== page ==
Rogue Internet Pharmacies Targeted

Times Staff Writer

Federal drug enforcement officials Wednesday launched a crackdown on operators of rogue pharmacies on the Internet, arresting more than 20 people in an alleged scheme to smuggle and resell millions of doses of prescription drugs from India through hundreds of websites.

The arrests were part of what officials described as the first international enforcement action against operators of online pharmacies.

It is a burgeoning but largely unregulated industry that authorities view as a growing health menace because consumers -- including teens -- are able to obtain drugs without a prescription or consulting a doctor.


A federal indictment unsealed in Philadelphia accused a physician based in India, Brij Bhushan Bansal, of building a family business that illegally sold 2.5 million doses a month of drugs, including narcotics, anabolic steroids and amphetamines, starting in July 2003.

The indictment also named his son, Akhil Bansal, described in court papers as a graduate student at Temple University in Philadelphia. He is accused of running the U.S. branch of the organization.

The Bansal operation had approximately 100,000 customers worldwide, with 60% to 70% of them in the U.S., federal officials said.

Charges against other members of the alleged ring were also unsealed in federal court in Brooklyn, N.Y., where authorities said many of the drugs were repackaged for sale.

According to the indictments, the Bansal family solicited business on Internet bulletin boards and by sending e-mails to operators of pharmacy websites.

Eventually, the drugs were sold through more than 200 sites and shipped out of Chester, Pa., by a felon who went by the alias Leroy Jones, authorities said. He was also charged, officials said.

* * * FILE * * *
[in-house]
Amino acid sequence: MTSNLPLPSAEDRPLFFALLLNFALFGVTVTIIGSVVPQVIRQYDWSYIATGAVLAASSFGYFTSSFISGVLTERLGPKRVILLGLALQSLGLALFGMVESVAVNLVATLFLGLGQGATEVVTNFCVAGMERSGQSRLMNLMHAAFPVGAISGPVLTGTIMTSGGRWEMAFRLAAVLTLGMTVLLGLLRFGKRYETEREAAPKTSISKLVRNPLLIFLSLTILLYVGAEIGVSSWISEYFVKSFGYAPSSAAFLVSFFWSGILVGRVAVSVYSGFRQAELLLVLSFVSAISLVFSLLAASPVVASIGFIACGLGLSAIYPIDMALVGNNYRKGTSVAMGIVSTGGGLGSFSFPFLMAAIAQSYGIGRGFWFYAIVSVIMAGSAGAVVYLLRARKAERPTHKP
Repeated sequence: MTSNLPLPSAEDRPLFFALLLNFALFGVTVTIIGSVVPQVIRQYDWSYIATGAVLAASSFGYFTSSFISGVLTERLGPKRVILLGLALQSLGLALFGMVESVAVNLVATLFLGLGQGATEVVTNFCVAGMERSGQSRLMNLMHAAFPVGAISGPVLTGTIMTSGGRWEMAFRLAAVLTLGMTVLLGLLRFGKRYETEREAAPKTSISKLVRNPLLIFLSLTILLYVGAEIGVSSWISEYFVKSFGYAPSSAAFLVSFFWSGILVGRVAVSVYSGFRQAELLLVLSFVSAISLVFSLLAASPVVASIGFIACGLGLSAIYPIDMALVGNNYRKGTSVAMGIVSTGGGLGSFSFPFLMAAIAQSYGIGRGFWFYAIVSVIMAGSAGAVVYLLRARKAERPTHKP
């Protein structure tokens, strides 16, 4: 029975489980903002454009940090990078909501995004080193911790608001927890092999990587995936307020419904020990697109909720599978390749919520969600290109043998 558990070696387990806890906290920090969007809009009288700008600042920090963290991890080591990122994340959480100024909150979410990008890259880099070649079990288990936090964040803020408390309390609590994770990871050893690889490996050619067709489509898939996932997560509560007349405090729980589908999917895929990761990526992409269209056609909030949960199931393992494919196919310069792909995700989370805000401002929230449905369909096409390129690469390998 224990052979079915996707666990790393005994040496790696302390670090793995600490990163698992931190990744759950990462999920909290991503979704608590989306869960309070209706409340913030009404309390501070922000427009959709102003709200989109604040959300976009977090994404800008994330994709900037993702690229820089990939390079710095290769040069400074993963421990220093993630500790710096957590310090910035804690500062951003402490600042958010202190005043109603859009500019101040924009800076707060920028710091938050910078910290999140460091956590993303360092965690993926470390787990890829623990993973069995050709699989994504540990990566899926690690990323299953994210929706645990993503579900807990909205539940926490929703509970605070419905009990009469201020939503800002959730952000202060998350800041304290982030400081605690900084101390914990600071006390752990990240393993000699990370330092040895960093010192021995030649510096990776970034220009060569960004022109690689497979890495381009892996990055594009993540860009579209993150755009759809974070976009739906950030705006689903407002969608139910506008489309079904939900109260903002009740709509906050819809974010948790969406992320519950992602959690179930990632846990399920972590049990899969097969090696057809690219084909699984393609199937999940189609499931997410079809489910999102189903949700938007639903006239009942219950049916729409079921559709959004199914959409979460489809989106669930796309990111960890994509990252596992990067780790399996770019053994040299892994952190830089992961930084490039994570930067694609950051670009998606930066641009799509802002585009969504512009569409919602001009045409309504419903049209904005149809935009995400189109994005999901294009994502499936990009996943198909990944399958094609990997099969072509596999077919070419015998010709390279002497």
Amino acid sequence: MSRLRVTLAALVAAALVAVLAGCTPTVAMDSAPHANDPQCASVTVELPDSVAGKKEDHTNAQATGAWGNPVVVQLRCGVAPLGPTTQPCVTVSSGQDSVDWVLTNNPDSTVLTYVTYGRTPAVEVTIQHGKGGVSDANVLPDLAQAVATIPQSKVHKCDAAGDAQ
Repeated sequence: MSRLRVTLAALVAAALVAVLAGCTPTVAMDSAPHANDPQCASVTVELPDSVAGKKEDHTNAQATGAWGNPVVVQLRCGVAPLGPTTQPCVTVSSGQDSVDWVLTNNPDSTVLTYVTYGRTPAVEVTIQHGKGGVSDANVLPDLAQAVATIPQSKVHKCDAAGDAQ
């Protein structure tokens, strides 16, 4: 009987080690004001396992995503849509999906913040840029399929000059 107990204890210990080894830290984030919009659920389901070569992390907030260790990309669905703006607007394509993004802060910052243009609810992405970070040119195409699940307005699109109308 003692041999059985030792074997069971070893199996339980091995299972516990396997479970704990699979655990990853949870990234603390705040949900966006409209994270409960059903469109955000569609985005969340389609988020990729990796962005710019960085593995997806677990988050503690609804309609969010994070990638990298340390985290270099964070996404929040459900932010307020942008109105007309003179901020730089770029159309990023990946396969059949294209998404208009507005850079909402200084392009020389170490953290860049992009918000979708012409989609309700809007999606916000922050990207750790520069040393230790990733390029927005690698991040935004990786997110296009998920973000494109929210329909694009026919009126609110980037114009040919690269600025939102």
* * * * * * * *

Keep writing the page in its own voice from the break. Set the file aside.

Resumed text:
“The websites we targeted today gave an illusion of safety and legitimacy, depicting seemingly legitimate pharmacists in white lab coats in sterile environments,” said Karen P. Tandy, the head of the Drug Enforcement Administration, at a news conference. “But in reality, the drugs ... were smuggled from India and Europe and stashed in cars and homes and stuffed in plastic bags. When they arrived on the Internet customer’s doorstep, the drugs were in the proverbial brown plain wrappers.”

Tandy said the packages often had no dosage directions or warnings.

Officials said they had no indication that the drugs were of substandard quality or contaminated, but that they were being evaluated. The federal indictments allege conspiracy to import and distribute controlled substances and money laundering, among other charges.

Along with the arrests, officials seized 5.8 million doses of drugs and bank accounts valued at about $6 million.

Federal officials said they were concerned about the growing abuse of prescription drugs by teens. They cited statistics showing 1 in 10 high school students had used prescription drugs without the supervision of a doctor. They also cited recent cases where youths had died after taking drugs they acquired over the Internet.

At the news conference, Linda Surks of Kendall Park, N.J., spoke about the role of the Internet in the death of her son, Jason, 19. She said he overdosed on the anti-anxiety medication Xanax in December 2003 after ordering the drug from a pharmacy website in Mexico. That website was not implicated in the indictments unsealed Wednesday.

The indictments highlight a cultural disparity in the role doctors play as gatekeepers to medicine. In a number of foreign countries, pharmacists can distribute drugs without the oversight of a licensed physician.

Officials said the scheme was hatched at a computer store in Radnor, Pa., where, they allege, Akhil Bansal and another defendant approached an ex-convict, Richard Dabney, offering to pay him money to mail packages of drugs on their behalf.

The federal inquiry began in February 2004, when a supervisor at the Airborne Express terminal at Philadelphia International Airport became suspicious after receiving 119 packages that were not accompanied by a shipping manifest listing the contents.

The packages were received from a Leroy Jones -- an alias investigators say Dabney had been directed to use -- and a Chester business he operated known as Abbas Enterprises.

Two of the packages were opened, revealing tablets of the generic form of Valium, officials said.

The express-mail firm checked its records and discovered that Abbas had shipped more than 4,000 packages to “consumers throughout the United States” during a 19-day period in February 2004.